But Garrett’s views aren’t only causing a problem within his own party, where many Republicans, perhaps sensing the shift in public opinion about gay rights, have begun to embrace gay candidates.

According to Bloomberg, Wall Street, which acts as one of Garrett’s largest benefactors, is apparently experiencing a crisis of conscience over Garrett’s views.

Again from Bloomberg:

The political fallout from Garrett’s remarks pales compared with the anguish it’s created in some corners of Wall Street. The financial industry ranks among the biggest donors to the Republican Party. But it has also been a pioneer in advancing gay rights. Garrett’s reelection race presents banks and investors with a fascinating—and excruciating—moral dilemma: Do they follow their financial interests and continue supporting a chairman whose antiregulatory views largely jibe with their own? Or do they honor their professed commitment to LGBT equality by cutting off that support and potentially angering a powerful industry overseer?

According to the Bloomberg report, Goldman Sachs, JPMorgan Chase, UBS, Citigroup, and others on Wall Street were among Garrett’s largest campaign donors in his last re-election campaign, but Garrett’s statements on gays and lesbians are leading Wall Street to re-consider its support of Garrett.

Again from Bloomberg:

When contacted by Bloomberg Businessweek to ask about their rationale for sticking with Garrett, U.S. Bancorp and Nomura both said they would cease donations. “We are a company that is committed to diversity and equality in the workplace,” said Nomura spokeswoman Jennifer Will. UBS and Capital Group wouldn’t comment. 

For now, Garrett is still entrenched in his influential positions in Congress, and banks are “leery” of criticizing him because of his sway in Washington, but Bloomberg notes that Garrett has a serious challenger to his seat in the form of Josh Gottheimer, a young Microsoft executive and “veteran of Bill Clinton’s White House.”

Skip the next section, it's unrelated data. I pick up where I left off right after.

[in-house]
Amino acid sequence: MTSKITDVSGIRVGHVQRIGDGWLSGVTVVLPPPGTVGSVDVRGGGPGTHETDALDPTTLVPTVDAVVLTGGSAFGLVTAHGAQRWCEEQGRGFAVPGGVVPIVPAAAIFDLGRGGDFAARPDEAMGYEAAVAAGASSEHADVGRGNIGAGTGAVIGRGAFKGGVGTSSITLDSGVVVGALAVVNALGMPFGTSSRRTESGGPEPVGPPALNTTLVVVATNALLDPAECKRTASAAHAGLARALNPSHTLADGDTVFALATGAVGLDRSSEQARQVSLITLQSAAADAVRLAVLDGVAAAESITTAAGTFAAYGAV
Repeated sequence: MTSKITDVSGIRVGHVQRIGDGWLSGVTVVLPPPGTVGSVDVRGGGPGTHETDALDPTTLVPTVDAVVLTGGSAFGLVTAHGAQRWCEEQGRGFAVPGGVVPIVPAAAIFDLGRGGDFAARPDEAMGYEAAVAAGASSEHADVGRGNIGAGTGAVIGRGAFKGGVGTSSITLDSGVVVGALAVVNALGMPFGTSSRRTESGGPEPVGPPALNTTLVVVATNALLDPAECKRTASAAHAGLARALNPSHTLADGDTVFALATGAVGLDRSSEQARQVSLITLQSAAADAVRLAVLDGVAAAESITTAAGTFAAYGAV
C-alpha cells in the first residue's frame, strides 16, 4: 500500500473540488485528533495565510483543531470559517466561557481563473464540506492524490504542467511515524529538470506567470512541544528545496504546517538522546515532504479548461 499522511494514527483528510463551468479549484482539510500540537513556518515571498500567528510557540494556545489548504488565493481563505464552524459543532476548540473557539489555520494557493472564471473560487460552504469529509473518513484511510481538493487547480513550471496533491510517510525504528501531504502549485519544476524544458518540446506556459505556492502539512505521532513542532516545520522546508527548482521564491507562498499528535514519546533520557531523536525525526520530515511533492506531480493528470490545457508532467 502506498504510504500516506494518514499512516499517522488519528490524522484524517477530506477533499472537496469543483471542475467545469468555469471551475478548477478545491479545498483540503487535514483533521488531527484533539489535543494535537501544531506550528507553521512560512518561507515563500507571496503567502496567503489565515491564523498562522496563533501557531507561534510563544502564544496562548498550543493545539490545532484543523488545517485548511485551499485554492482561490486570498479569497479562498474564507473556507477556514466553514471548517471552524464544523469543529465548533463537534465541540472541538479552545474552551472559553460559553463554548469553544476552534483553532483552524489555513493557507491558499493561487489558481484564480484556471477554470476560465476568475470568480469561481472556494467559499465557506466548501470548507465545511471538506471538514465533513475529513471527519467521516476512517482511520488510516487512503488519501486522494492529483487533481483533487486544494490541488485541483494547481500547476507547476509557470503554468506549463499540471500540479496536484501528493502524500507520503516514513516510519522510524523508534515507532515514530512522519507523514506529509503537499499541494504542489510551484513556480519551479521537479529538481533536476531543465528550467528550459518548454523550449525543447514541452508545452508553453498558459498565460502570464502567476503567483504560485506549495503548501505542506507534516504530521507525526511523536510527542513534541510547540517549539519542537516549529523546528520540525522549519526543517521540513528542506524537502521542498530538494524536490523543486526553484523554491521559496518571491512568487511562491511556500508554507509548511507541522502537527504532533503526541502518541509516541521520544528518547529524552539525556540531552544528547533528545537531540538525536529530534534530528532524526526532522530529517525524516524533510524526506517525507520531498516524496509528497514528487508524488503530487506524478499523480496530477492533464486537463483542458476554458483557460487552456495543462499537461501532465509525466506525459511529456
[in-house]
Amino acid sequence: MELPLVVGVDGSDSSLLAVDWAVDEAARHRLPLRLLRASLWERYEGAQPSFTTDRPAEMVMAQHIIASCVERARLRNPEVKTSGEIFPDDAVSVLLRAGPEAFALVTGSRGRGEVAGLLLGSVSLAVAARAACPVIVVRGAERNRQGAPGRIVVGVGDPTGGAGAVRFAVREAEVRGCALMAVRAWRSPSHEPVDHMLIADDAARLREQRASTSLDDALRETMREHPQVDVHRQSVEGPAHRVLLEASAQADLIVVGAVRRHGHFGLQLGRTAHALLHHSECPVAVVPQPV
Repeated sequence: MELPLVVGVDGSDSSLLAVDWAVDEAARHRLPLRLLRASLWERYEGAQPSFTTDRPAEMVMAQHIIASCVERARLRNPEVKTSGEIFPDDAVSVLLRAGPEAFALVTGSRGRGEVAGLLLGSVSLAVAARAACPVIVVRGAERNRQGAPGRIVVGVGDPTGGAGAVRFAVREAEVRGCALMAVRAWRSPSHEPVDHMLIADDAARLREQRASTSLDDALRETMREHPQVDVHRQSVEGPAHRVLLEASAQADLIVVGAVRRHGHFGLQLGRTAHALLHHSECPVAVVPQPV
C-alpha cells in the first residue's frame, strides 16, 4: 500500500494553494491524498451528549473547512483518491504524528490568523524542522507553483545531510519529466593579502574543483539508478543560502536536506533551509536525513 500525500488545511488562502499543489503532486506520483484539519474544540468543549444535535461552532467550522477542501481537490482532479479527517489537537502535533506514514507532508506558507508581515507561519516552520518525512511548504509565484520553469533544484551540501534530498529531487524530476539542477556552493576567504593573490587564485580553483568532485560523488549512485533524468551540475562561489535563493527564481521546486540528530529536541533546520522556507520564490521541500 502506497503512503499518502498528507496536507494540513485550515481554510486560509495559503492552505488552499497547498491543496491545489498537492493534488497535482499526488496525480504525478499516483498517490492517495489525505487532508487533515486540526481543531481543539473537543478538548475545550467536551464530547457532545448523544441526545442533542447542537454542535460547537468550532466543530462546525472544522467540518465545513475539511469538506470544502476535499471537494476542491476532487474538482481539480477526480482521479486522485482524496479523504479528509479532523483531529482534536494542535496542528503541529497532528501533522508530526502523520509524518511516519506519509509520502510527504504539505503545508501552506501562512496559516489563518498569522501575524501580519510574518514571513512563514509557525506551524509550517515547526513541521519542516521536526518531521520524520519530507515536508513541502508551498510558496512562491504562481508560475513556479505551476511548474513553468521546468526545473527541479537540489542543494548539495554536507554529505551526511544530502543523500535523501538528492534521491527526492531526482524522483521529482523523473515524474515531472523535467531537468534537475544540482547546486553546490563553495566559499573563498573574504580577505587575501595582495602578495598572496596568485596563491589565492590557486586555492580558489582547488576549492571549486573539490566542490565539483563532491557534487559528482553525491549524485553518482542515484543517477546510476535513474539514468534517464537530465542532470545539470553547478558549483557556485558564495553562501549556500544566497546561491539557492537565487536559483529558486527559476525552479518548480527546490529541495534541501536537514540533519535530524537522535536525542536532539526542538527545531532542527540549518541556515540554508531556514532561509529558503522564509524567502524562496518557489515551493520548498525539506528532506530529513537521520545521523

And, as Bloomberg notes, if Gottheimer can use Garrett’s views to further the divide between moderate Republicans and those who share Garrett’s opinion on gays and lesbians, he could defeat the long-serving Congressman later this year.

Garrett, for his part, has no comment about these issues. Bloomberg attempted to contact his office for comment before publishing their article, but Garrett’s office “ignored multiple interview requests,” Bloomberg said. 

HousingWire also attempted to contact Garrett’s office to discuss the Bloomberg piece and/or Garrett’s views after it was published but HousingWire’s request went unanswered as well.

And for Wall Street, the decision to support Garrett, decry his views, or quietly do nothing depends on how much risk each institution is willing to take when aligning itself with someone whose opinion runs counter to so many these days.

The winds of the country have forever changed when it comes to LGBT issues, and Garrett’s antiquated views could lead to his ouster from Congress. And if that happens, Wall Street will lose of its most powerful advocates on the Hill.